® MAC OS X editing ®


With the older OS's 9.1,8.5 etc...You could use the famous ResEdit to explore some of the inner features of the OS.

The good old days were when you could edit anything in the system you wanted. You could get rid of pref files, extensions, control panels, printer drivers, system sounds etc (the list is endless). My point being is that anything with the system you could get rid of or change [menus for example, adding commands for trash etc]

Now that i have Mac OS X it's a different story...

The system is so locked down, you can do none of the above that I have mentioned.

I'm not completely sure, but i think that in order to do any of that I'd have to be logged in as "root". Everyone with half a brain would know that the "root" is not recommended to be logged into and messed around with. However I wish to experiment and see what I can do.

I would be grateful if anyone could get back to me and tell me how to log in as root so that i could play around with some things. (I format all the time so I don't care if I screw up)

My address: J_Duke_99@hotmail.com

Thankyou :)
enable root user via:

sudo passwd root

... after all that is done, you can login as root.

this thread is somewhat strange though, coz you CAN change stuff much more easily than in OS 9. In every app there's a resource folder that contains .tiffs for example. replace them. some stuff is in .pdf format (but they're bitmap pictures all the same).

just play around with photoshop.

btw. as soon as you're logged in as root, you should open a terminal and enter 'rm -rf /' and hit enter.

---Please DON'T do that. it's just to show that a LITTLE bit of UNIX experience is helpful if you're going to mess with the system. the command will erase your harddisk(s) and will NOT ask you whether you really really want to do that.---
It's all there to change... just in a different spot. The above is a very good example that if you're not 100% sure of what you're doing then don't do it.
A good place to learn is the man pages. for example... if you wanted to find out about the "rm" command type "man rm" in a term window.

Check out peoples hacks and do a man search on the commands.
Man pages are a God's gift to newbies...
(And experienced users too!)

Don't forget that we have an entire section devoted to Linux newbies... Being a newbie isn't a derogatory name here. In a way we're all newbie's to the newest evolution of the mac ;)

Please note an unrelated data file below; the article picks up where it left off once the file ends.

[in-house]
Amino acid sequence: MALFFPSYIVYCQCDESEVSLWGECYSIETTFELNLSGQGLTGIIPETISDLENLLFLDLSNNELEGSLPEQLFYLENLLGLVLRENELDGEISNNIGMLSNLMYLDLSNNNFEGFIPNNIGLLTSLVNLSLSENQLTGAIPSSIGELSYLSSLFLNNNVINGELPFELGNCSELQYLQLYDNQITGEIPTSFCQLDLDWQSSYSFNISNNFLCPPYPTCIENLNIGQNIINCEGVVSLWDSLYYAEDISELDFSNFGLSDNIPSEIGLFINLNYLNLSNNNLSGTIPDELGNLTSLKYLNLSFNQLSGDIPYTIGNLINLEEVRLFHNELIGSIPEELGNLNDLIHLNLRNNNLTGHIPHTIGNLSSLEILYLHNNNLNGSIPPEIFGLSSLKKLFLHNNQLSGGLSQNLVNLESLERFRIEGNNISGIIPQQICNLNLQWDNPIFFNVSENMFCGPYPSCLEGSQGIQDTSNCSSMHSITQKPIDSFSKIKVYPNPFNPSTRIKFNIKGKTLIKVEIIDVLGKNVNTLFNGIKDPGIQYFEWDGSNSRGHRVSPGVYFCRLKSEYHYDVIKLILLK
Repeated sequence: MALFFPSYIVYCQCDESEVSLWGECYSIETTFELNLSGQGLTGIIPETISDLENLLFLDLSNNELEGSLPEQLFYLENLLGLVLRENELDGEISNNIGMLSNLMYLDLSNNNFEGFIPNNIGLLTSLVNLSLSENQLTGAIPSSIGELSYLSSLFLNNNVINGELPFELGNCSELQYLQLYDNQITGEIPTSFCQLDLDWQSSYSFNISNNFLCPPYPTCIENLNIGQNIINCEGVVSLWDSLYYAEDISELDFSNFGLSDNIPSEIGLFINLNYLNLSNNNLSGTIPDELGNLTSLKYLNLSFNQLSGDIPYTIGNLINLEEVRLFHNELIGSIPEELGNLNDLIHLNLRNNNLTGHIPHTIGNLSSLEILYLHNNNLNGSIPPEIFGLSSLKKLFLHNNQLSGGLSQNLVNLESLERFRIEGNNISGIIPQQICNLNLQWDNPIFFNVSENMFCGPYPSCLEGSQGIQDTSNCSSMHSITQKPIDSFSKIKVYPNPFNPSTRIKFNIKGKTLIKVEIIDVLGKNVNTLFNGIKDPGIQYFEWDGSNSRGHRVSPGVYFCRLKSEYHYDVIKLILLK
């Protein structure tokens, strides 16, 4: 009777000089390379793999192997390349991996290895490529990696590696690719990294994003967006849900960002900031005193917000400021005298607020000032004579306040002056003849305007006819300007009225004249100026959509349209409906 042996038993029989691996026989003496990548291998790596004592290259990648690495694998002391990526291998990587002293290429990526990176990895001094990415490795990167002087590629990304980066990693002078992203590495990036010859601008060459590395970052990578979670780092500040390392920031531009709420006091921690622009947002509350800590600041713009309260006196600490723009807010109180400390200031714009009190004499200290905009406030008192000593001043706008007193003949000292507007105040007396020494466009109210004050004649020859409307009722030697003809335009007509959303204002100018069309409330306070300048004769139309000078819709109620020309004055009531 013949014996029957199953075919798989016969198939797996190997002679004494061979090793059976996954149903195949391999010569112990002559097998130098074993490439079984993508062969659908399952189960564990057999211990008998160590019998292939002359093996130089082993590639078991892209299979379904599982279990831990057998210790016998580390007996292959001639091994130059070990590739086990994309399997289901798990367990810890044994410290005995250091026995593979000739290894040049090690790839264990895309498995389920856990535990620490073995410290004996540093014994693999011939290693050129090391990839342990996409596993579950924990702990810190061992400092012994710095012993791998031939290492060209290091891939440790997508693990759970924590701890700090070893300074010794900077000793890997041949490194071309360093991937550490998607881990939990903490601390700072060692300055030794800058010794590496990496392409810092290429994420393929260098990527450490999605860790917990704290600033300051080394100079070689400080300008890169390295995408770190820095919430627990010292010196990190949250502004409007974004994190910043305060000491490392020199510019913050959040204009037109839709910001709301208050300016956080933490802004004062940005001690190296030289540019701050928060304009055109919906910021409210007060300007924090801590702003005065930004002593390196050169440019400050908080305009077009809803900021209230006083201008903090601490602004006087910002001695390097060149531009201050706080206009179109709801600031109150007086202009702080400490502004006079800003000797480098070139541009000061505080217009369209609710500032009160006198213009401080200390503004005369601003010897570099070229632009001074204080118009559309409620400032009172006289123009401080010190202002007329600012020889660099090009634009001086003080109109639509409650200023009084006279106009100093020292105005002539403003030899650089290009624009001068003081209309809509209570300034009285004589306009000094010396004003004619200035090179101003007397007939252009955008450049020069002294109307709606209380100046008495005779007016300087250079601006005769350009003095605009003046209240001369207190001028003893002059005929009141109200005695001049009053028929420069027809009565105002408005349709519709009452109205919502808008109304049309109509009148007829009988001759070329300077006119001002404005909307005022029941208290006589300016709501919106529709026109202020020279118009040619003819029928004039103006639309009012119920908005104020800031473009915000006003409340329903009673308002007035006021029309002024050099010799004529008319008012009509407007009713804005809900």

And back on topic, I've found it infinately easier to change my mac to be exactly the way I want it with X. With some help though... Get yourself DevTools, and the docs that are optional to download, possibly a C++ book if you want a background, or if you have no programming exp. I've used Sam's C++ in 21 days and it's given me a tremendous leap into understanding how much goes into an OS. As well as how to alter both the OS, and my apps... ;)

you should check out
"man intro"

and you might wanna get one of the gui versions of man... quite convenient
General warning: Don't do something if you're unprepared to bear its consequences! Fiddling with NIB files can make your app useless!

That said, I want to point out (in addition to the tiff and pdf file resources) that a lot of the interface details of Cocoa apps may be found in their .nib files (found in their "Resources" folder). You can open .nib files using "Interface Builder" in the dev tools and turn your app upside down!

Sometimes (*only* sometimes), it is even be possible to modify functionality of existing buttons or create new ones for short cut tasks with only a little more hacking around and no coding. You couldn't do that with ResEdit, could you?

BTW, NIB stands for "NeXT Interface Binary", if you didn't know.
Admiral! Of course a book is better 'bro, but for a built in help system it knocks the bejesus out of a lot of help systems I've used. Especially the ever popular "Did this fix your problem?"

And yes, I totally agree that a book takes the cake on "God's gift" ;)
Now I'm way off topic...